“In the few instances where it’s obvious the two sides are so far apart they’ll never agree, the National Mediation Board can conclude it can’t do anything and release them from negotiation,” Frank N. Wilner, who covers railroad labor relations for Railway Age magazine.
To prevent the unions from going on strike or NJ Transit management from locking workers out, either the board or Governor Christie can recommend to the White House that it create a three-member Presidential Emergency Board to hear the dispute, Wilner said. The board will have 120 days to try and reach an agreement. If that doesn’t work, the President can empanel a second emergency board, which has another 120 days. If the two sides still don’t agree, Congress may step in and impose a new contract, usually based upon a blueprint suggested by the second emergency board, Wilner said.
Email: firstname.lastname@example.orgTags: IBEWNew Jersey Transit Workers
June 16, 2015: Teamsters are converging on the Capitol on June 18 to support the “Keep our Pension Promises Act” which will be introduced that day in the US Senate and House.
By cars, vans, and busses retirees and active Teamsters form North Carolina, Ohio, New York, Indiana, Wisconsin, Missouri, and other states will stand with Congresswoman Marcy Kaptur and Senator Bernie Sanders, who are the initial sponsors of the act.
If you want to be present this Thursday morning, you can RSVP to the Pension Right Center and you can contact TDU at 313-842-2600 for all the details.
Also present will be union leaders and advocates for retirees and seniors, who are joining together behind this bill.
The Keep our Pension Promises Act would provide protection for workers who earned pensions through a lifetime of honest work and now face cuts that may be imposed under the pension-cut law that sneaked through last December as an amendment to the federal budget.
“This is about protecting promises made to thousands of retirees and active workers,” said Mike Walden who will be there from Akron, Ohio. “We’re there to make our voices felt, and to visit the offices of our representatives to urge them to get on board.“
The Keep our Pension Promises Act would provide relief through a “legacy fund” in the Pension Benefit Guaranty Corporation.
Millions of workers in many pension plans may be affected by cuts that could hit soon. The largest group is the Central States Fund, but there are a number of Teamster funds in the New York and New Jersey area that are also under the gun.
Here is the press advisory from the Senator.Pension and Benefits
Qatar Airways urged to scrap policy allowing it to sack pregnant cabin crew
International Labour Organisation rules airline discriminated against women with clause stating it can terminate contracts over pregnancies
Year-long investigation followed complaints by workers at the state-owned airline. Photograph: Eric Piermont/AFP/Getty Images
Tuesday 16 June 2015 10.02 EDTLast modified on Tuesday 16 June 2015 11.43 EDT
The International Labour Organisation has called on Qatar Airways to scrap contracts that allow it to sack cabin crew members for being pregnant.
Following a year-long investigation sparked by complaints by workers at the state-owned airline, the labour arm of the United Nations ruled it discriminated against women by including in employment contracts a clause stating: “The company reserves the right to automatically terminate your contract as a flying cabin crew member should you become pregnant.”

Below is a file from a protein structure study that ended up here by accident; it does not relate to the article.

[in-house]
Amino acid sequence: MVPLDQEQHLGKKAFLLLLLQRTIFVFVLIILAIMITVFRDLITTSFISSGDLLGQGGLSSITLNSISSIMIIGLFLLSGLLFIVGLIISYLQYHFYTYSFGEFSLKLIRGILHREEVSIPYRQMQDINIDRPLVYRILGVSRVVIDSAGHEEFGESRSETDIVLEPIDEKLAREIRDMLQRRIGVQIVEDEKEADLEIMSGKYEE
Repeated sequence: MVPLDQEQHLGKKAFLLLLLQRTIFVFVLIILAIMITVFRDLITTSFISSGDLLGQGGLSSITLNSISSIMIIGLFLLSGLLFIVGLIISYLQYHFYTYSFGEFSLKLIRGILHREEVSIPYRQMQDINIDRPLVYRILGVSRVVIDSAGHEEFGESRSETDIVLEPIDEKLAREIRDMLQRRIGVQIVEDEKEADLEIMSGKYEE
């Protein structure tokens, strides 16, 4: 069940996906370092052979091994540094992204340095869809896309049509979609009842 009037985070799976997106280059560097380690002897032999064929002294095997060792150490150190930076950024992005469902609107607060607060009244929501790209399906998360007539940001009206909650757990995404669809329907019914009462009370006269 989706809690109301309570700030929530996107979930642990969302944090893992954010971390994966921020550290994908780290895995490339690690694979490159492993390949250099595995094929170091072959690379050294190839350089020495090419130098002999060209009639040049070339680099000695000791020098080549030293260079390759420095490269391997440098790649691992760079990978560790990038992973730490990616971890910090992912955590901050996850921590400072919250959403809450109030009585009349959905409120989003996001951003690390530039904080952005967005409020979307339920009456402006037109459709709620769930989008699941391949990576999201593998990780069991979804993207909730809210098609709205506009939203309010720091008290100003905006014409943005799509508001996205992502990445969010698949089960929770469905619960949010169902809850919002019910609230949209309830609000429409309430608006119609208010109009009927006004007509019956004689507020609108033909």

The ILO said on Tuesday the contract breaches its 57-year-old convention against discrimination at work, which has been ratified by 172 countries. It has also demanded the Doha-based airline review a ban on female cabin crew being dropped off or picked up from work by men other than their brother, father or husband, which Qatar Airways insisted was “a cultural norm”.
It has also asked the Qatar government for more evidence about the impact on women of a clause in Qatar Airways workers’ contracts that they must “obtain prior permission from the company in case [he or she] wishes to change marital status and get married” – a requirement the airline says has now been dropped.
Asked to respond to the ILO’s findings, Akbar Al Baker, the chief executive of Qatar Airways, accused the organisation of having a “vendetta” against both Qatar and its national airline. “I don’t give a damn about the ILO – I am there to run a successful airline,” he told Reuters in Paris. “This is evidence of a vendetta they have against Qatar Airways and my country. My country has responded to the ILO accusations in a very robust way. We clarified the clauses in our contract.”
Eighty per cent of Qatar Airways’ cabin crew are women and about 90% of its staff are migrant workers. The airline said on Monday it made a $103m (£66m) profit in the last financial year and announced an order for 14 new Boeing 777 planesvalued at almost $4.8bn (£3bn). It employs 9,000 cabin crew and sponsors Barcelona, the European club football champions.
The case was brought against Qatar by the International Transport Workers’ Federation and the International Trade Union Confederation. The ILO said that since the rights groups reported the allegations of discrimination at Qatar Airways in June 2014, the airline had made changes to contracts but these had not gone far enough.
Qatar Airways buys 10% of British Airways owner IAG
An earlier contract said women must notify the airline as soon as they know they are pregnant and Qatar Airways would then be free to terminate the contract. Failure to admit to pregnancy or attempts to conceal it would be a breach of contract. The current contract maintains the airline’s right to terminate pregnant women’s contracts, but says they can apply for a ground position if available, and the government said it is company policy for its managers to “diligently search for alternative jobs on the ground for pregnant cabin crew.